At first glance, Le Monde and Le Figaro seem to favour a stance of passing on government instructions on the ban of the march on November 29 and the necessity of respecting the state of emergency rather than detailing the motivations of civil society against the COP21. Vice and Buzzfeed which are considered as ‘new players’ and digital natives’ actors do not differ that much from the other news players. However, naturally their tone of coverage is different. The component of original media material in the coverage, especially for Buzzfeed, is also very light. They are focusing on violence, which can be linked to their business model which only relies on advertising. This could be a first explanation: they are chasing clicks and trying to maximize their page views with more visual content. In that regard Huffington Post might be the most surprising in its coverage: it offers a lot of opinions pieces and also a more nuanced coverage than elsewhere.
This quick analysis raises more questions than it brings answers, nevertheless, if we refuse shortcuts in the interpretation, it might be useful to draw a first (raw) picture of media coverage about civil society actions and security measures.
Do you need a ticket to COP21 in order to get the full story of what goes on? A week ago in Bilbao Spain, this provocative question was posed by Dr. Unai Pascualto a discussion group at the Basque Center for Climate Change. Unai’s question is an open one I’ve pondered in the lead up to the Paris round of negotiations and something I ask you to consider now.
Attending talks, observing negotiations, meeting with co-workers, researching and learning about new topics are all important dimensions of COP21 participation. However for those who aren’t attending COP21, media outlets are usually the way to go. From Europe alone, media actors from BBC to France24 to The Guardian and El Mundo – seemingly populate every part of the sprawling venue in Le Bourget. See Chris Russell’s good commentary of media resources ‘on the ground’ at Paris COP21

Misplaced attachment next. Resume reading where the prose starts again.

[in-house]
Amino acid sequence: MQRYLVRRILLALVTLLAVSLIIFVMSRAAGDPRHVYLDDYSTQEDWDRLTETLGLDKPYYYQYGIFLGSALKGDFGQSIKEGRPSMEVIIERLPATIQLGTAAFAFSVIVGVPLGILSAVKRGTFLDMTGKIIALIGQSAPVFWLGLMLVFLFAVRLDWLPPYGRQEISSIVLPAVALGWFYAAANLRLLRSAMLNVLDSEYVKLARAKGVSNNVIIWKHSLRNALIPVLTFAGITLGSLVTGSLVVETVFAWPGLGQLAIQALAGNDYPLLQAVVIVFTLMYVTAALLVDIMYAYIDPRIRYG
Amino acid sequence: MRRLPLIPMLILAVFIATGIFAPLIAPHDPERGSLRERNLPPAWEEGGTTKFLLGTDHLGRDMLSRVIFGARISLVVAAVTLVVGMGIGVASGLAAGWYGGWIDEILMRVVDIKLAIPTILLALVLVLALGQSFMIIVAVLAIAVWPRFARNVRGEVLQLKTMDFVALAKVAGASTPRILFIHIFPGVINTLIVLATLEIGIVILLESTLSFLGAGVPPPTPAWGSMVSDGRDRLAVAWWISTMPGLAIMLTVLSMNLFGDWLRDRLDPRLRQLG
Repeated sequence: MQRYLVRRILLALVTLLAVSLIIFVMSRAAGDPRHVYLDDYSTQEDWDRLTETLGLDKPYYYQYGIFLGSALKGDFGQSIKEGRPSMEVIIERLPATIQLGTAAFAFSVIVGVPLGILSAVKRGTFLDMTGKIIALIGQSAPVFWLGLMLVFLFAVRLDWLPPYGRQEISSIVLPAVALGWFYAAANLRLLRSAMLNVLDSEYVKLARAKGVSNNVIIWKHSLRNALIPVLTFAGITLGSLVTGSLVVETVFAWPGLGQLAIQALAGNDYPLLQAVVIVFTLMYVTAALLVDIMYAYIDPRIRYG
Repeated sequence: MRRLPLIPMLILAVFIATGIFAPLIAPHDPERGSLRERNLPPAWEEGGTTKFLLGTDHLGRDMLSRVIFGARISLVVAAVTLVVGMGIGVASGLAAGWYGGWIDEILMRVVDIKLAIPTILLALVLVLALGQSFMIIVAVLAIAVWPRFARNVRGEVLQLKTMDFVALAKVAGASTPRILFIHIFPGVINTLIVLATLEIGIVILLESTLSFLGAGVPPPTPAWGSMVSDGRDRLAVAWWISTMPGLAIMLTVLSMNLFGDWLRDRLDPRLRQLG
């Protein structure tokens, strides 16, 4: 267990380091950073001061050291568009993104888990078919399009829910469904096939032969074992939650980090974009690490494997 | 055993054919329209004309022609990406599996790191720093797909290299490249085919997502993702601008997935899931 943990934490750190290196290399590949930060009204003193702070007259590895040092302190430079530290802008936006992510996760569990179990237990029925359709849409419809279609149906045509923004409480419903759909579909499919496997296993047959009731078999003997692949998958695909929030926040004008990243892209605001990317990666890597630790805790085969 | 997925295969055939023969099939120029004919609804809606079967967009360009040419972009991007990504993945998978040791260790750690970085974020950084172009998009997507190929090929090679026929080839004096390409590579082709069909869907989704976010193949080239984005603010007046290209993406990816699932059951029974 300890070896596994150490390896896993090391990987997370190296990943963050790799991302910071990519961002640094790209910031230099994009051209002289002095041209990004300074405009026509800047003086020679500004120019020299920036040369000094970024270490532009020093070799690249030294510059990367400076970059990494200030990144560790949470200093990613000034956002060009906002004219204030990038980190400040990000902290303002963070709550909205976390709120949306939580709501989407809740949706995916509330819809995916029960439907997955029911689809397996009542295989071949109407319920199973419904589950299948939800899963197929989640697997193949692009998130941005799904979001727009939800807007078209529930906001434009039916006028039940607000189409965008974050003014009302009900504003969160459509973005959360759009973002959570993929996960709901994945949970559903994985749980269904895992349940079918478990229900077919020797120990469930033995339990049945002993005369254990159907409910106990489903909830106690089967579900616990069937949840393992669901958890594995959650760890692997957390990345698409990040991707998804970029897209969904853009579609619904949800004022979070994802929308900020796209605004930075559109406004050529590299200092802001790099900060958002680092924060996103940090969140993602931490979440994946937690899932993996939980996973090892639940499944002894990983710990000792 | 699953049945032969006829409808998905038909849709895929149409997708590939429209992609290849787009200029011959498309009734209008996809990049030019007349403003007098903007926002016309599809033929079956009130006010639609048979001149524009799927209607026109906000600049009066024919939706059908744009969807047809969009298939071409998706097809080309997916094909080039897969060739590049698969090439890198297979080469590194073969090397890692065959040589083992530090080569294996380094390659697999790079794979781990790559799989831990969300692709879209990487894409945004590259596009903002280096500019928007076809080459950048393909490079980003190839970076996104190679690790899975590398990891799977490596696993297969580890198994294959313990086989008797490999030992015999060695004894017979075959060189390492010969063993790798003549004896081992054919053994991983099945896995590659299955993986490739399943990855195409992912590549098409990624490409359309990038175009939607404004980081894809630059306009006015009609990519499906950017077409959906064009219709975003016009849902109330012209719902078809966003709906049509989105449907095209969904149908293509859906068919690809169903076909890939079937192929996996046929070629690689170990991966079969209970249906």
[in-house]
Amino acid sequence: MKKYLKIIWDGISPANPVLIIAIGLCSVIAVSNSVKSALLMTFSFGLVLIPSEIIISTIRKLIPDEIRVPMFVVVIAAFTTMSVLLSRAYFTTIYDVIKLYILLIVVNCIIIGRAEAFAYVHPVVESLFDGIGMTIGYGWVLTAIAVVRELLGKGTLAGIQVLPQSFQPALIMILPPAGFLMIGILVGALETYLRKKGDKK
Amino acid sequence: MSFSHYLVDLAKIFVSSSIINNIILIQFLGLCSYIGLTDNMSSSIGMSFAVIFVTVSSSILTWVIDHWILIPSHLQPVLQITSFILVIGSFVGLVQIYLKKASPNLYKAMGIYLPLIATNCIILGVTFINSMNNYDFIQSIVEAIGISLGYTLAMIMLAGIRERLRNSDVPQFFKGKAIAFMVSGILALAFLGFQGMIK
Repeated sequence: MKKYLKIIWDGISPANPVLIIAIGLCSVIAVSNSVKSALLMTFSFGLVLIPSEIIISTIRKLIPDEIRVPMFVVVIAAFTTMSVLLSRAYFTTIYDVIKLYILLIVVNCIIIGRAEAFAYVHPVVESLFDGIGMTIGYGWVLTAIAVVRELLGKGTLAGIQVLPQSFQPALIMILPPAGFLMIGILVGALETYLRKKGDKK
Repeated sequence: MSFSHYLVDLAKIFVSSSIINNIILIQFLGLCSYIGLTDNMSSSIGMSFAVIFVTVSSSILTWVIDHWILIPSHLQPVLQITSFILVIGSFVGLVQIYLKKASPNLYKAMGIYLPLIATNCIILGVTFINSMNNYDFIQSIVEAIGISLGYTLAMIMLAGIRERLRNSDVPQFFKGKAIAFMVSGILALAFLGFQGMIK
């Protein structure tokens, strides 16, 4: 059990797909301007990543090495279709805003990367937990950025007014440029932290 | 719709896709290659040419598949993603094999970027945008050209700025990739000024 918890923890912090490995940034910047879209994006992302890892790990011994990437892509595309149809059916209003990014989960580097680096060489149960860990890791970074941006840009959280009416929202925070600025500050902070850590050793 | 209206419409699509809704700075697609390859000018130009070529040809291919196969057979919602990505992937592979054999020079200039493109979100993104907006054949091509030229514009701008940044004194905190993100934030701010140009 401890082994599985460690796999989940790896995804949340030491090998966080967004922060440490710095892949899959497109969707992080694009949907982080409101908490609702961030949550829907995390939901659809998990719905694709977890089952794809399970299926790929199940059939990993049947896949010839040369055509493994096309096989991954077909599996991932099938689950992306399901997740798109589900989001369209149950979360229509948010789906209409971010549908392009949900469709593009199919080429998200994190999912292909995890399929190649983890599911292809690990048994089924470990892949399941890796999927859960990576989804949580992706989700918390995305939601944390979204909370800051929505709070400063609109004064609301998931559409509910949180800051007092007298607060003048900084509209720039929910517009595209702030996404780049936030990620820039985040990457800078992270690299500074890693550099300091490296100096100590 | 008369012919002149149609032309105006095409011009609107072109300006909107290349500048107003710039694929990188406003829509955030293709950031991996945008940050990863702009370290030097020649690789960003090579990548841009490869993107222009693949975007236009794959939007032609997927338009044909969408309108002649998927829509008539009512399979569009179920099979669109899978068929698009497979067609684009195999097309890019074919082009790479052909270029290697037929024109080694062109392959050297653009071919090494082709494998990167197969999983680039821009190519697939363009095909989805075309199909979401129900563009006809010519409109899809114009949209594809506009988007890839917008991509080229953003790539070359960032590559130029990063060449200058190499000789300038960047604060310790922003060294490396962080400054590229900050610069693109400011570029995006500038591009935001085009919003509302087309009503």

This is only a start: you can add toppings of Facebook posts from Associated Press, New York Times,Democracy Now, Deutsche Welle, EuroNews, Reuters until you’re overstuffed.
A clear advantage as we attend to our daily demands and responsibilities in these December days – is that media actors are working hard to help us all make sense of the complexities of the climate. Journalists can unpack concepts such as “mitigation”, “adaptation”, “Green Climate Funds”, “loss and damage,” “REDD+” and more. They investigate so you don’t have to. However, while these media representations link us to these critical issues being negotiated in Paris, we can still recognize the mainstream media’s limits.
The media, by their nature, inevitably privilege certain story lines over others. Through decisions made at various levels of the media hierarchy, media actors –journalists, publishers, editors, bloggers etc – shape narratives on climate change. This occurs through the application of journalistic norms and values within a larger landscape of political, economic, environmental, and cultural pressures.
With so much occurring at any one time at the Paris Summit: a large and potentially world-changing event, media consumers can generally only access ‘climate stories’ media actors select from the steady stream of events. As such, television and radio broadcasts, print stories and online posts do not simply inform, they help the public make sense about what are today’s (and tomorrow’s) climate challenges.